Music can be a form of perfection - with nothing added or subtracted, flawless just the way it is.

A couple of days ago, I watched a movie about an amazing American songwriter Cole Porter, called De-Lovely. To anyone who’s never heard of Cole Porter before: he was a prolific composer, famous for his Broadway shows and his numerous jazz standards. He was something special for writing both lyrics and music for his songs, which was a rarity at that time. He had an amazing ability to come up with genius, funny, witty lyrics, often full of innuendos, always accompanied by beautiful melodies. Anybody, who was ever somebody in Jazz, recorded songs by Cole Porter at one point or another in their career - from Ella Fitzgerald, Louis Armstrong, Billie Holiday to Charlie Parker, John Coltrane, Oscar Peterson and many others. And to anyone familiar with Cole: even if you’re only remotely interested in Mr Porter, this is a movie you cannot miss! After watching the movie, I started understanding his songs much better and I started noticing more important details in his music and intricate lyrics.
The movie starts at the end of Cole Porter’s life, with the dying songwriter retrospecting on his life, but observing it as if it was a musical. It’s a great concept that fits perfectly to his life and music. The story talks about his life, his indulgence and his very interesting relationship with his wife, Linda. It features great performances by Robbie Williams, Alanis Morissette, Sheryl Crow, Elvis Costello, Diana Krall, Natalie Cole and others. It’s truly a great biopic, which reveals new dimensions to the irreplaceable Cole Porter. The only criticism I have is that the movie starts and ends with a great rhythm, but somewhere in the middle seems to slow down a bit, which makes it feel a bit inconsistent. But seeing as how great the movie is overall, this is hardly an important remark.
I highly recommend the movie to anyone interested in music or anyone simply looking for a good story. In case you like it, I suggest you get Ella Fitzgerald’s Ella Fitzgerald Sings the Cole Porter Songbook to listen to afterwards. Her renditions are simply beautiful and it’s a great way to start getting into Cole’s music.
Now get the movie as soon as possible. You won’t be sorry. Enjoy and come back afterwards to tell me what you thought! I’d love to hear your comments.

7. January 2013
Cole Porter Ella Fitzgerald Jazz Movie

Ugh, I haven’t posted in almost two weeks now, it’s almost like I slept through the holidays. Anyway I’m back now, so let’s get right to it.

Roberta Flack, there’s an amazing singer! I’m not sure why I haven’t written about her in my women in jazz series, but I’m making up for it now. I was introduced to her music by a good friend last year and I’m still grateful.
Roberta Flack is a singer and a songwriter, born in 1939 and most notably known for her hits in the 70’s. If you’ve never heard of her, you probably know her by her famous “Killing Me Softly With His Song”, which won her a Grammy in 1974. Another quite renowned song she recorded is “The First Time Ever I Saw Your Face”.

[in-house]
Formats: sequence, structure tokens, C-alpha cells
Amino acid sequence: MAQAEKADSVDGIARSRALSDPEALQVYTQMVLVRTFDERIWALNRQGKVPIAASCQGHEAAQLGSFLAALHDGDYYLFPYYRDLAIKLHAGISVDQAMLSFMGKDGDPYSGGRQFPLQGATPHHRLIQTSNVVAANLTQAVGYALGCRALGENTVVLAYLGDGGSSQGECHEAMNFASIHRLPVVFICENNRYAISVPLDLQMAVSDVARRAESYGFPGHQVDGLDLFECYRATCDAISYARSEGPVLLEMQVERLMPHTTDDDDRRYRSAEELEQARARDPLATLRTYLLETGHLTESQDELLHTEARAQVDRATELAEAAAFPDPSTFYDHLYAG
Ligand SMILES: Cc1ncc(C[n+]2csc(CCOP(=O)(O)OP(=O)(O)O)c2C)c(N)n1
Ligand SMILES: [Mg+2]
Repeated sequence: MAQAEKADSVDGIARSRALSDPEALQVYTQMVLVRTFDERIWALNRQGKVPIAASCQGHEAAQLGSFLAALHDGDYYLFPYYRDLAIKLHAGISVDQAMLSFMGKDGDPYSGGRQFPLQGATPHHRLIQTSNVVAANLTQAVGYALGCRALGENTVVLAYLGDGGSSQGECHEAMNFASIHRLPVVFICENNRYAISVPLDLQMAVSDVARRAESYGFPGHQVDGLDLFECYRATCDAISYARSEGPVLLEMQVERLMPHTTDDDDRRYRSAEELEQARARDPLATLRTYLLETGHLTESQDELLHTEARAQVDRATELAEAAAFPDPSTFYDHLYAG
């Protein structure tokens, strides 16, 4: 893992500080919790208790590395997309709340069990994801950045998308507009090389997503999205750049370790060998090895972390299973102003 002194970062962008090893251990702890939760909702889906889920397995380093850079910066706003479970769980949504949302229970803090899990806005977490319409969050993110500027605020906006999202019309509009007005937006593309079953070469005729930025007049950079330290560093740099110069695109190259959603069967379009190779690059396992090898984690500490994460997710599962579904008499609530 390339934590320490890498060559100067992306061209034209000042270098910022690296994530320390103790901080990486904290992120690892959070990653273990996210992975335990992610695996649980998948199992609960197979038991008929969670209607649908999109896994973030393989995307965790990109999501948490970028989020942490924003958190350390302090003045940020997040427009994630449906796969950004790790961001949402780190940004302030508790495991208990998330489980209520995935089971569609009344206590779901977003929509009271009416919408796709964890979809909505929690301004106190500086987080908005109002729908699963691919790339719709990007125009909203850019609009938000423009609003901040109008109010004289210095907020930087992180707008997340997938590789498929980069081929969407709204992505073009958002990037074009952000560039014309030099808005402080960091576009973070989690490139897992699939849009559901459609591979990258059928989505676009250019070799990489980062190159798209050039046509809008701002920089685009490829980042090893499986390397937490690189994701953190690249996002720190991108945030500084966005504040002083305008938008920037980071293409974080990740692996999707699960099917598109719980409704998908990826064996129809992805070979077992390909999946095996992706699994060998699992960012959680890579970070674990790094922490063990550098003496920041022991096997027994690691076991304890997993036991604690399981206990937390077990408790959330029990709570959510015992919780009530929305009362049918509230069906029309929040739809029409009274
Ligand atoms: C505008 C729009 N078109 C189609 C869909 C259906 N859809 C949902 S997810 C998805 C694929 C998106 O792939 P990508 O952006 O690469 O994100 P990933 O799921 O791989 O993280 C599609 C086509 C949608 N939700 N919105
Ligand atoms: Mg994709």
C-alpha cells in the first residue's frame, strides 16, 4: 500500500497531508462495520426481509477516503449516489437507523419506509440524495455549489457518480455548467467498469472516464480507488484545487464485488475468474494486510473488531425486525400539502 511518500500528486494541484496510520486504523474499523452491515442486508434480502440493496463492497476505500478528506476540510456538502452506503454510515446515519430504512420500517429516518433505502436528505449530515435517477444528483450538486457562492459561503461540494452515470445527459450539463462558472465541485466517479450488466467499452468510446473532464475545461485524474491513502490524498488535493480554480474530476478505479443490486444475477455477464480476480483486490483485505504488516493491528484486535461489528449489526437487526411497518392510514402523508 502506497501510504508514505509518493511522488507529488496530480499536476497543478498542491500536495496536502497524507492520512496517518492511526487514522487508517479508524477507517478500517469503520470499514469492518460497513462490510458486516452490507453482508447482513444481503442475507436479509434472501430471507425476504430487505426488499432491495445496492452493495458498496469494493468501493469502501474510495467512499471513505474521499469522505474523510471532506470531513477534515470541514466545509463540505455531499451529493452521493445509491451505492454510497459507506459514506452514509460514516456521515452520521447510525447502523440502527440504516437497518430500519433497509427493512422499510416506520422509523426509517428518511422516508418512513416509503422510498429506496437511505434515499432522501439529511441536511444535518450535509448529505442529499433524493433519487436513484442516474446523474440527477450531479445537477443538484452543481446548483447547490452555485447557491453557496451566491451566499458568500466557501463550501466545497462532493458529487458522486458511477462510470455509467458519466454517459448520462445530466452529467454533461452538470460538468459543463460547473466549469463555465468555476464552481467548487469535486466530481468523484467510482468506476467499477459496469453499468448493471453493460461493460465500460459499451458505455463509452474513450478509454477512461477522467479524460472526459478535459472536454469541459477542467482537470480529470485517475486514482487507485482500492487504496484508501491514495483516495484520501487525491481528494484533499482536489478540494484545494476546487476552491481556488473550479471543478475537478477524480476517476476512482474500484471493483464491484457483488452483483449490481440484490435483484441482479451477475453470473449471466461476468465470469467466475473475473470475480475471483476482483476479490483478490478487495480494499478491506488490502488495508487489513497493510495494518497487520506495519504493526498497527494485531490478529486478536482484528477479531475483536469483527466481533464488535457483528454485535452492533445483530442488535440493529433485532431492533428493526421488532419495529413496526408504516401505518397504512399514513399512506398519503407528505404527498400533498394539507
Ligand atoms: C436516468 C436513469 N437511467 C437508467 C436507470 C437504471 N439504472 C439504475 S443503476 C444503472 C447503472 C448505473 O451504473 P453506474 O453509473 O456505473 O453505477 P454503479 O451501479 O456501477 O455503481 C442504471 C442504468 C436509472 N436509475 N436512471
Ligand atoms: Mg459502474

I don’t care too much for either of these songs and I’m not sure why. I guess they just don’t move me. But I do love and respect Roberta and the reason for that is her first three albums - First Take, Chapter Two and Quiet Fire . They’re soft, sophisticated and soulful. In life in general, I appreciate things that slowly build up to their peak, may that be in music, movies, books, shows or food. I feel that if something builds up to its full intensity gradually, it’s much more powerful than it would be, if it was as forceful from the very beginning. And I’m saying this, because I think songs in these albums provide just that - a wonderful slow build-up. That, of course, doesn’t mean there’s not much happening, it means they’re really powerful and strong.
Her music on these albums is like the ocean waves hitting the shore - at first glance it seems slow, quiet and serene but in reality it has so much power and energy.
These three albums are amazing and I highly recommend them. Here are two songs to get a feeling of what kind of music to expect.

Roberta is still creating new music. Just last year she recorded an album Let It Be Roberta: Roberta Flack Sings The Beatles . I really like The Beatles and I used to be obsessed with them so when I saw that she made an album full of their songs I was excited. As soon as I started listening to the album, the excitement was replaced with disappointment. With the exception of one song, it’s an awful album (at least to my ears anyway). You know, how sometimes older people try to sound young and hip but they end up just sounding awkward? Well that’s how I feel about this album. It sounds like she did some stuff on it just because “it’s what young people listen to these days”, instead of doing her own thing. For the better part of the album I was shaking my head, and asking myself “why?”. As much as I enjoy Roberta’s early music, this is one album I probably won’t listen to again.